Travelling with the Lord of the Rings: Various Film Locations in New Zealand

The renowned film adaptation of J.R.R.Tolkien’s masterpiece Lord of the Rings: Fellowship of the Ring may be pure fiction, but the stunning bucolic greens of the Shire, menacing Mt. Doom in Mordor, and Gollum’s hideaway in the Misty Mountains are not just exemplary digital manipulations for the movie. These remarkable places actually exist (with different names, of course) in New Zealand. Take a journey with Frodo and the gang through this virtual tour of the film’s locations.

  • Alexander Farm, Matamata. After a knock on the door in September 1998 and few negotiations with New Line Cinema, Ian Alexander’s 5-square-kilometre-sheep farm was catapulted to fame as the hobbits’ home in Lord of the Rings—the Shire. Fan’s requests to see the actual site forced Alexander to open his farm to the public via Hobbiton Movie Set Tours, which featured set remains such as 17 hobbit holes and the real Party Tree, the sight of Bilbo Baggins’ last birthday. While the movie raked in lots of cash at the box office, it also lured loads of tourists to this quiet town in New Zealand, drawing more than 300,000 domestic and international travels each year since.
  • Tongariro National Park. If the hobbits had one of New Zealand’s amazing rolling greenery as home in the Fellowship of the Ring, the evil guys had to have their share of Middle Earth, too. The World Heritage Site Tongariro National Park, New Zealand’s first-ever park with three volcanoes, was the actual location of the otherworldly Mordor and Mt. Doom (Mount Ngauruhoe, in real life). Don’t worry; Orcs and Ringwraiths won’t bother you on your holiday here. Instead, a day trek among steaming craters, old lava flows, and thermal lakes will make your escapade unforgettable.
  • Fernside Lodge, Featherton, Wairarapa. This lodge’s quaint garden and ornamental lake seemingly transports visitors to a magical realm, even without any cinematic production design. For the movie, it was transformed into the woods of Lothlorien, where the elf queen Galadriel gave Frodo good advice. This was also the place where Smeagol fought Deagol beside the Gladden fields, and where White Bridge is a point of interest. Since it’s an inn, you can stay here amidst an enchanting setting, just like an elf queen.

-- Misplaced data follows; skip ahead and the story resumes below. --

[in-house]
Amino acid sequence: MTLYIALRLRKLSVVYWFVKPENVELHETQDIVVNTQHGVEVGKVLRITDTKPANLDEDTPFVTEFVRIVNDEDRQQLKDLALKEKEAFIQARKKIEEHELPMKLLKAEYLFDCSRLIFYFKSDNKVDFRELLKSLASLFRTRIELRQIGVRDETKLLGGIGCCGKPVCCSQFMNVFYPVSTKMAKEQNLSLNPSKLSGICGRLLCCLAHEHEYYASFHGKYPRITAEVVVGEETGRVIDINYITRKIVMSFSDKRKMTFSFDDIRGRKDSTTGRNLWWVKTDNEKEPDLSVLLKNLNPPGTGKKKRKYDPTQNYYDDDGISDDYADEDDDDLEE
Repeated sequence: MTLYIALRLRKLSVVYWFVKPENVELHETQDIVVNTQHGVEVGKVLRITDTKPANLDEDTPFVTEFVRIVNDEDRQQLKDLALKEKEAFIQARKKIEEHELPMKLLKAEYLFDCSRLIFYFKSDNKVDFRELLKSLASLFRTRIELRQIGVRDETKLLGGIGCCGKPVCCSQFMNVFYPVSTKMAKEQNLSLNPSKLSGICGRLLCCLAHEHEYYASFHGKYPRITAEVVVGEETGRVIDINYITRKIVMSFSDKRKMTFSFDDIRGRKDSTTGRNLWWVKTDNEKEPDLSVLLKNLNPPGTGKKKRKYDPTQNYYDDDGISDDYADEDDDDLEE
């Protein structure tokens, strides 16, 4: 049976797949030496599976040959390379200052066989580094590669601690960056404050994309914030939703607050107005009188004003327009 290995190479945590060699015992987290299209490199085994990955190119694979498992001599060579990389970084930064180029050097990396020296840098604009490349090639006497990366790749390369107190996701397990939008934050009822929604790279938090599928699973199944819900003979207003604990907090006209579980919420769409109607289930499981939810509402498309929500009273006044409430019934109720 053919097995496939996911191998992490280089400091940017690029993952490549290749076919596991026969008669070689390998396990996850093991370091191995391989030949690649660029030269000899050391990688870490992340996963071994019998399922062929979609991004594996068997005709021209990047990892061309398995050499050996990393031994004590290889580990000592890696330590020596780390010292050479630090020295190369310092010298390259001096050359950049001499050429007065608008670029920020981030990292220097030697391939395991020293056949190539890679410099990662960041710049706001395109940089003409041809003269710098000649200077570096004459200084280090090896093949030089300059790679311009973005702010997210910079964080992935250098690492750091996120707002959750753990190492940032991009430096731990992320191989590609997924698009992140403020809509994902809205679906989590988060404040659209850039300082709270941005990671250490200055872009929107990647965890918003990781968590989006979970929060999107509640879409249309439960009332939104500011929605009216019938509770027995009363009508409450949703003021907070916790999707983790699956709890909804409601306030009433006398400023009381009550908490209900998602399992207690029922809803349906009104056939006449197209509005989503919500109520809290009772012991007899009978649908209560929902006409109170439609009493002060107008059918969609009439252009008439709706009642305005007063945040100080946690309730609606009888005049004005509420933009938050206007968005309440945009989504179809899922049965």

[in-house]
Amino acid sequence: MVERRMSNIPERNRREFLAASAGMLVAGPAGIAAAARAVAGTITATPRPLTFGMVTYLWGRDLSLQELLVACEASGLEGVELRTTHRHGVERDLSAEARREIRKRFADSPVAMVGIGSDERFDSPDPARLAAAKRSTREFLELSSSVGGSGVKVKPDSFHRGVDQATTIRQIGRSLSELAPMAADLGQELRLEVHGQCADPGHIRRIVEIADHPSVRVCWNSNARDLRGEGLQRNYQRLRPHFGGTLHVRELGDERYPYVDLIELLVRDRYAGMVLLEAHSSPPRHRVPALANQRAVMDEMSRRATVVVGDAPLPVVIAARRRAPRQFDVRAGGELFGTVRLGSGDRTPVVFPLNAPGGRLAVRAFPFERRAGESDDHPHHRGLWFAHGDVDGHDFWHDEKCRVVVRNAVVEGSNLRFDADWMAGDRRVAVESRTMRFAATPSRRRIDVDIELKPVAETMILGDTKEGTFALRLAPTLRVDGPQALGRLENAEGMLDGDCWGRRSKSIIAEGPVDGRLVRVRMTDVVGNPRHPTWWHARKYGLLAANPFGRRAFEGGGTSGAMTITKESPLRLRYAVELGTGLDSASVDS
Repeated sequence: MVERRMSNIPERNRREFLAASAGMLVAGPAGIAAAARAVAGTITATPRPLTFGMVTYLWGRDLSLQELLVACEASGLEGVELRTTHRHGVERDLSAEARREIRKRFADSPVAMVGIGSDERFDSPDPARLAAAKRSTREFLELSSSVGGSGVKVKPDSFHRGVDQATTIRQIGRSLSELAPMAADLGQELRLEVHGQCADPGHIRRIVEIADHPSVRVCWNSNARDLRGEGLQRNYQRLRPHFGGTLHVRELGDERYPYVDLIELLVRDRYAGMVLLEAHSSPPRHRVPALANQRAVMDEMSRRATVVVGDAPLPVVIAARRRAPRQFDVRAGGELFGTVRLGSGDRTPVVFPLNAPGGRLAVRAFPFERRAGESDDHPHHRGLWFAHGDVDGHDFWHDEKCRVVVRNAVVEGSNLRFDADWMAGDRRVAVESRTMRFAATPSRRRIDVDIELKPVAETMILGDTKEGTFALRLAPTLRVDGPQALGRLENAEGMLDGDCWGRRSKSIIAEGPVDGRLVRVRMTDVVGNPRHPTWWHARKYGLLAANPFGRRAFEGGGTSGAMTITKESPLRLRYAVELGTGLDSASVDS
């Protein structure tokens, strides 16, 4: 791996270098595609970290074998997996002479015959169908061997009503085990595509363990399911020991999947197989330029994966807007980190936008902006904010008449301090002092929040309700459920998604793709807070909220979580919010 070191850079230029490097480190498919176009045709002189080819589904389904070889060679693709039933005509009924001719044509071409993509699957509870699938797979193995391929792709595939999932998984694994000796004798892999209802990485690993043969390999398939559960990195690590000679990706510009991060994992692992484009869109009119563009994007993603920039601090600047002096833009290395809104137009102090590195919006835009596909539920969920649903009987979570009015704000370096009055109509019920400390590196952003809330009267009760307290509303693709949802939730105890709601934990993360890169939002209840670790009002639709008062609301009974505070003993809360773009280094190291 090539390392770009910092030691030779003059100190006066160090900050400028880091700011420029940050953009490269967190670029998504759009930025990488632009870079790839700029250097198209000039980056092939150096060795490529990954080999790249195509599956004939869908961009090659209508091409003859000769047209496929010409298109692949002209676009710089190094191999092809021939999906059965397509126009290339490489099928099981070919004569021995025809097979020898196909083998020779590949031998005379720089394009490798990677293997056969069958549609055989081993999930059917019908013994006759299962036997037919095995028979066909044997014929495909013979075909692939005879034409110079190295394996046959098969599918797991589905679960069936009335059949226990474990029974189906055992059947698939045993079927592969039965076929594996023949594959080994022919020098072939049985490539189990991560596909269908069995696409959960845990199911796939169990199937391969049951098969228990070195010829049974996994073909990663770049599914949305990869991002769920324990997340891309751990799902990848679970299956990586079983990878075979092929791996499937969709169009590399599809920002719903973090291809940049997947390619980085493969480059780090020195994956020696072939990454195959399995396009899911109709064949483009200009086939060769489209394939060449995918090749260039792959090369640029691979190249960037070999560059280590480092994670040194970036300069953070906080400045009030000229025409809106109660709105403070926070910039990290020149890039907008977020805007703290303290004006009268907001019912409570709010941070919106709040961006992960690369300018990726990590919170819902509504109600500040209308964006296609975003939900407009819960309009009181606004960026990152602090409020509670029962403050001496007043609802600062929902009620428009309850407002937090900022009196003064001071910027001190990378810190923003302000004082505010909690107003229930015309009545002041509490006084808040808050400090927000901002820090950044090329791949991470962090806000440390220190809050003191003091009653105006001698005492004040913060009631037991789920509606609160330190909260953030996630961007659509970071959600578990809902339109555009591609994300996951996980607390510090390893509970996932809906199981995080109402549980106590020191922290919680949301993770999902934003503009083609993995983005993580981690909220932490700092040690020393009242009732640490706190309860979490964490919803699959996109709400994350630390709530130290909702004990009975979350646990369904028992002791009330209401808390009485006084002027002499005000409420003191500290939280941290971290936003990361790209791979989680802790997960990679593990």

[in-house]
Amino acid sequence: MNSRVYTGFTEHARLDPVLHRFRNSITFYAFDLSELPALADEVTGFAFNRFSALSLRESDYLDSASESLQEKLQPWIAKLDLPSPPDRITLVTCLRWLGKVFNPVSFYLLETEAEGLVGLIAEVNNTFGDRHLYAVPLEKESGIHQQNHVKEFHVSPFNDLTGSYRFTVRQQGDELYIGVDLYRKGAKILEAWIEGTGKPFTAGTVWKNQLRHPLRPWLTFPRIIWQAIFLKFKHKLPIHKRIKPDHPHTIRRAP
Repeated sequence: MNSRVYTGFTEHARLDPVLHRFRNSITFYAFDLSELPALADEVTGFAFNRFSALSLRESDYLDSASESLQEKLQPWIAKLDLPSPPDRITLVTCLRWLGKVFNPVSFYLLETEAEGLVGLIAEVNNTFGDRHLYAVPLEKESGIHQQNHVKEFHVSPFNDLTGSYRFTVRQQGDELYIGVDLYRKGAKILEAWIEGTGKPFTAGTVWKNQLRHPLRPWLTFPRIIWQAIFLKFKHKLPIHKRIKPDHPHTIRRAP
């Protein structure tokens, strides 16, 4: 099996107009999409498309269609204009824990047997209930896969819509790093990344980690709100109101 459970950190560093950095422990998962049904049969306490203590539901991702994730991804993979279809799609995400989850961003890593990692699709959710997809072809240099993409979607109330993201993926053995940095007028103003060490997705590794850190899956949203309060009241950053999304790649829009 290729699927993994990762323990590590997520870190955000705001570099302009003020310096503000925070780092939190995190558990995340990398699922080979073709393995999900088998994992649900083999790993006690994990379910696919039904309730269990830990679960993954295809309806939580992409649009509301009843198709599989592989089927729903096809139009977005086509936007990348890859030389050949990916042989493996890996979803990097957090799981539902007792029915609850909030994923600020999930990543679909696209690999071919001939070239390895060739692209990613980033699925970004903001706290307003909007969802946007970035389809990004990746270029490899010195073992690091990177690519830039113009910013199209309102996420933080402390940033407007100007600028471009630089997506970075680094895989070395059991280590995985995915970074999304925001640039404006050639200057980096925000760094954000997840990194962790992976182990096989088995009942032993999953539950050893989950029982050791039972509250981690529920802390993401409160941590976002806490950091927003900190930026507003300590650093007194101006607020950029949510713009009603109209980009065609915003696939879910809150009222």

• Southern Alps. This picturesque stretch of snow-capped mountains was the hideout of the ring-obsessed Gollum. But this site is not only the place where the creature claimed, “It came to me, my own, my love…my precioussss…” Numerous scenes for the trilogy were also shot here; it was the backdrop when Gandalf flew with Gwaihir to Rohan after his rescue from Orthanc. Although the real-life adventures here won’t involve battling with Orcs or escaping Ringwraiths, activities such as bungee jumping into the Kawarau River (known in the film as River Anduin) will nevertheless give you an adrenaline rush.
  • Wellington. The film’s first shooting day was held in the capital of New Zealand, specifically in the Town Belt of Mount Victoria where the four hobbits—Frodo, Sam, Merry, and Pippin—hid from the Black Rider under the tree roots. But that was not Wellington’s only shining moment in the movie. It was also the town of Bree, where the hobbits were supposed to meet Gandalf at the “Inn of the Prancing Pony.” Merry and Pippin won’t be here to spice up your holidays with their innocently funny antics (“Sure, I know a Baggins. Frodo's my second cousin—once removed, on his mother's side. And my third cousin—twice removed, on his father's side. If you follow me.”), but you’re sure to have a good time with an overwhelming number of striking sights: Seal Coast Safari, Hutt River Trail, and East Harbour Regional Park.

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